May 19, 2024

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Erectile dysfunction in COVID-19 patients is 5 times that of ordinary people

Andrology: Erectile dysfunction in COVID-19 patients is 5 times that of ordinary people


Erectile dysfunction in COVID-19 patients is 5 times that of ordinary people.  Recently, “Andrology” magazine published a study that pointed out that men who tested positive for the new coronavirus are five times more likely to develop erectile dysfunction (impotence) than ordinary men, which is likely to be a long-term complication caused by damage to the vascular endothelium.

Emmanuele Jannini, professor of endocrinology and sexual medicine at the University of Rome, Italy, introduced that the new coronavirus infection may cause intravascular inflammation and microthrombosis. Some recovered patients have developed long-term cardiac sequelae. Even asymptomatic infections may have symptoms of microvascular damage. It can be seen that the new coronavirus pneumonia is not only a lung disease, but also a vascular disease, which is manifested as vascular endothelial dysfunction.

Erectile dysfunction is one of the prominent manifestations of vascular endothelial dysfunction. Previous studies have suggested that it has a potential connection with new coronavirus pneumonia. In this study, Jannini collected data on erectile dysfunction in 75 men who tested negative for the virus and 25 men who tested positive for the virus. The results found that there were 9 people in the two groups with the disease, and the calculated incidence rate was three times different. Excluding other common factors such as age, weight, and mental status, the risk of erectile dysfunction caused by new coronavirus pneumonia was equivalent to 5.27 times.

Jannini analyzed that a series of sequelae caused by new coronavirus pneumonia are all related to damage to the vascular endothelium. Vascular endothelium can release compounds that control vasoconstriction or expansion and regulate blood flow. One of the most critical for erection is nitric oxide. The vascular endothelium of the penis needs to produce enough nitric oxide to expand the blood vessels, and a large amount of blood flows to fill the penis to achieve an erection. However, vascular endothelial cells express many receptors for new coronavirus invading viruses and are most vulnerable to virus attack. If the endothelium is damaged and the release of nitric oxide is reduced, an erection will not be achieved.

At the same time, excessive constriction of blood vessels may also lead to erectile dysfunction. Blood pressure rises after vasoconstriction. As time goes by, vascular endothelial cells are damaged by high blood pressure to form blood clots. Changes in the immune status of the penis’s blood vessels may also cause blood clots and affect the blood supply to the penis. Since the blood vessels supplying the penis are much thinner than the blood vessels of the heart or other blood vessels, if the blood vessels are damaged, the penis is most prone to symptoms, that is, it cannot be erected.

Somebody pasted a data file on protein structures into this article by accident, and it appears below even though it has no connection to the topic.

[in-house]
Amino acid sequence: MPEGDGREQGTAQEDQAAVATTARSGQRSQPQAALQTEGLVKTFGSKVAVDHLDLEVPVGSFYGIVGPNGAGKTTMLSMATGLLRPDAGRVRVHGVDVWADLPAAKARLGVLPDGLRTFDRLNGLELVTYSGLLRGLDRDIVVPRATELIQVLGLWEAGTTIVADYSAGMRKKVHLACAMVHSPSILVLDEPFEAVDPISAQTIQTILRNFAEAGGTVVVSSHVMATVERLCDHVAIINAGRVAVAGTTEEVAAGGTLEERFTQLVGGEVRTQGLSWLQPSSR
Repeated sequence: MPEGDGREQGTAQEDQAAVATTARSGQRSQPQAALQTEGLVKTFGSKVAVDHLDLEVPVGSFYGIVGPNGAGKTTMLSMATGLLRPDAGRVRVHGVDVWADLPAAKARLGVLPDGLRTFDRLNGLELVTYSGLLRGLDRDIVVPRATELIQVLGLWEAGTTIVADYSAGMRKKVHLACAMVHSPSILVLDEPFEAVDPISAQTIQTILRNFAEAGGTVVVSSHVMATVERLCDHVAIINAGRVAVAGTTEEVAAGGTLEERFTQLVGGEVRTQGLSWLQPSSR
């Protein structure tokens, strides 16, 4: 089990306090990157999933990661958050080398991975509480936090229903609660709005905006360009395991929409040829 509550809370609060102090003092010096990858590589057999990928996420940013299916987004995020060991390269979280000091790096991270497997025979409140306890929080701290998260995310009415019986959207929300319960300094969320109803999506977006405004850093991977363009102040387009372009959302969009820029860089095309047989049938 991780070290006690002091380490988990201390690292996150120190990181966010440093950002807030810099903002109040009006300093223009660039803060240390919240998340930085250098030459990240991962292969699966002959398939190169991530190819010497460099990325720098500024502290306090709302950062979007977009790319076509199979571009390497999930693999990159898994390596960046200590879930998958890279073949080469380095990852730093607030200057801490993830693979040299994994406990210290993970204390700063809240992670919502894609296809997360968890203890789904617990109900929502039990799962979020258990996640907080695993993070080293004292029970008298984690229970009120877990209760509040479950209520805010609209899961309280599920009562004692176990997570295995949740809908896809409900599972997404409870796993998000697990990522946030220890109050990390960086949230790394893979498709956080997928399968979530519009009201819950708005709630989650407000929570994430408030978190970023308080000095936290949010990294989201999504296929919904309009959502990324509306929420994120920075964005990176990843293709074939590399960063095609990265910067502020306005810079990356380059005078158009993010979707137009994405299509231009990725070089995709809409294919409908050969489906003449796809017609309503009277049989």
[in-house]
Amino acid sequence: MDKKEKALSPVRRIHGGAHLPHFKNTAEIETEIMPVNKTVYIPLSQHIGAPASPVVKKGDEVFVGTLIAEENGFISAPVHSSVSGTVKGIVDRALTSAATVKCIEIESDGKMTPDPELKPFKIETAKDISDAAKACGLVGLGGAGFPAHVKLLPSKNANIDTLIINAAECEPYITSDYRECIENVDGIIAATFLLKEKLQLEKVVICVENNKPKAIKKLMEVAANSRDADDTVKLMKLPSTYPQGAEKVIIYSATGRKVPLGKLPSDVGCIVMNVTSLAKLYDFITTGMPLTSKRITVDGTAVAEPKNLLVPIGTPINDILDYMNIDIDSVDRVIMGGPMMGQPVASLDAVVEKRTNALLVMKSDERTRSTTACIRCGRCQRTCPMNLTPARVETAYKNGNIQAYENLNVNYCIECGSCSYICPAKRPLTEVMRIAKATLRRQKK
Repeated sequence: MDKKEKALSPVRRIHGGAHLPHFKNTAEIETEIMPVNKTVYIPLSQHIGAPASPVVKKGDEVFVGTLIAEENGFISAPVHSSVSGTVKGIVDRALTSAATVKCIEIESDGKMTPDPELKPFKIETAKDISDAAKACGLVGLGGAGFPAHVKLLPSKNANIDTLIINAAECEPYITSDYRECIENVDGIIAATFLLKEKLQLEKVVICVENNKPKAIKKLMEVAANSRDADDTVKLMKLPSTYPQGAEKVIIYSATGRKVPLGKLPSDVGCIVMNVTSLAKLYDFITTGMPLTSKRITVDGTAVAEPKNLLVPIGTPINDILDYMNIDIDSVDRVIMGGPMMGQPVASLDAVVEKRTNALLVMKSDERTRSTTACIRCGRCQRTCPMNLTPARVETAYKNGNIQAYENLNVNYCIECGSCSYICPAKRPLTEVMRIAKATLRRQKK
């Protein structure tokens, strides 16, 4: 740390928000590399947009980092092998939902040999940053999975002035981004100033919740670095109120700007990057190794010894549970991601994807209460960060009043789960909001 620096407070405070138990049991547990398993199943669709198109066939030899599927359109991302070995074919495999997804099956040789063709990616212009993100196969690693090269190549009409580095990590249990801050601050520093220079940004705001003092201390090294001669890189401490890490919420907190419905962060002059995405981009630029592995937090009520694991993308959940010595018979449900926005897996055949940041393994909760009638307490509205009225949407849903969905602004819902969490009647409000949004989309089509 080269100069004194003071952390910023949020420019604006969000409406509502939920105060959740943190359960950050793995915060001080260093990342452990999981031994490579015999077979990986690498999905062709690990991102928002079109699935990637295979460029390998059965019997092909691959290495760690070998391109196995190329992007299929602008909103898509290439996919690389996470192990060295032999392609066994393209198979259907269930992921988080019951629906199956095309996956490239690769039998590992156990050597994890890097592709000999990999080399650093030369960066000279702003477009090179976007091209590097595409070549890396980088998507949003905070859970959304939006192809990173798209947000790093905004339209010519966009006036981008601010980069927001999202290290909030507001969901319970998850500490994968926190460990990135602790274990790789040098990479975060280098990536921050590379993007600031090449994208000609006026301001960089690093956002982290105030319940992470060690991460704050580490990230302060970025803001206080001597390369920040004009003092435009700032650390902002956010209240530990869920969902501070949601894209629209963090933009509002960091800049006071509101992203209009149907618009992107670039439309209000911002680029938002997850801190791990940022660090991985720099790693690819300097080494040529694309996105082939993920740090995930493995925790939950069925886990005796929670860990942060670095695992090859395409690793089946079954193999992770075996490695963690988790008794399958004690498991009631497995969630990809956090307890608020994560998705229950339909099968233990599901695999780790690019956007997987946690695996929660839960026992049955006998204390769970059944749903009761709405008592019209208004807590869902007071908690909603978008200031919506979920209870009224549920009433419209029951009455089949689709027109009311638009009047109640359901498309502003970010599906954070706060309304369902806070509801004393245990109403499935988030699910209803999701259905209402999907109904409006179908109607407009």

There is also a possibility that the virus directly attacks the testicles. Since the testicular stromal cells can express the receptor ACE2 that binds to the virus, the testis is also one of the organs damaged by infection. After testicular injury, the coagulation status changes, and penile ischemia occurs; testicular injury can also lead to hypogonadism, impaired testosterone secretion, and affect erectile function.

Jannini said that erectile dysfunction is likely to be a short-term or long-term complication of the new coronavirus infection. Men should strengthen their awareness of the prevention of new coronavirus pneumonia, including vaccinations, frequent hand washing, wearing masks, and maintaining social distancing, etc., to reduce the harm of the virus to the whole body, especially the harm of sexual function. The sudden appearance of erectile dysfunction or worsening of symptoms in patients with positive virus infection is likely to be a sign of serious disease progression and requires intensive treatment.

Erectile dysfunction patients often have chronic diseases such as high blood pressure, obesity, and diabetes. These are also high-risk factors for new coronavirus pneumonia infection and aggravation. Therefore, this part of the population should strengthen the awareness of new coronavirus prevention. Once infected, special prevention of disease aggravation is required.


(source:internet, reference only)

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